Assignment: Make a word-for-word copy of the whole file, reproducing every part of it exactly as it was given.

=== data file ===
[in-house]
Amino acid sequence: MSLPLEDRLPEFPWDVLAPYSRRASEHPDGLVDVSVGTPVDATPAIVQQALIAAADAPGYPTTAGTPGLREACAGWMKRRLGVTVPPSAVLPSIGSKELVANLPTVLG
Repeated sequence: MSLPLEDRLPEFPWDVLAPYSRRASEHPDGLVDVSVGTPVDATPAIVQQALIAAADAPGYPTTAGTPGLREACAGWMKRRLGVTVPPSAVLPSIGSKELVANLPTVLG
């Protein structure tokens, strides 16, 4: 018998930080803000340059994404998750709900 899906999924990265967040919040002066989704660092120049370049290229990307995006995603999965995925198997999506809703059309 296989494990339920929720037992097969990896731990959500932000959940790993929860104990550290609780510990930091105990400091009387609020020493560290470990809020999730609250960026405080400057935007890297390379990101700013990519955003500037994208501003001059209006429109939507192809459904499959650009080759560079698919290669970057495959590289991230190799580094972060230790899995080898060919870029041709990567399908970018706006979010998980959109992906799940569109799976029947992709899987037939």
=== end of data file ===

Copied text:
[in-house]
Amino acid sequence: MSLPLEDRLPEFPWDVLAPYSRRASEHPDGLVDVSVGTPVDATPAIVQQALIAAADAPGYPTTAGTPGLREACAGWMKRRLGVTVPPSAVLPSIGSKELVANLPTVLG
Repeated sequence: MSLPLEDRLPEFPWDVLAPYSRRASEHPDGLVDVSVGTPVDATPAIVQQALIAAADAPGYPTTAGTPGLREACAGWMKRRLGVTVPPSAVLPSIGSKELVANLPTVLG
């Protein structure tokens, strides 16, 4: 018998930080803000340059994404998750709900 899906999924990265967040919040002066989704660092120049370049290229990307995006995603999965995925198997999506809703059309 296989494990339920929720037992097969990896731990959500932000959940790993929860104990550290609780510990930091105990400091009387609020020493560290470990809020999730609250960026405080400057935007890297390379990101700013990519955003500037994208501003001059209006429109939507192809459904499959650009080759560079698919290669970057495959590289991230190799580094972060230790899995080898060919870029041709990567399908970018706006979010998980959109992906799940569109799976029947992709899987037939």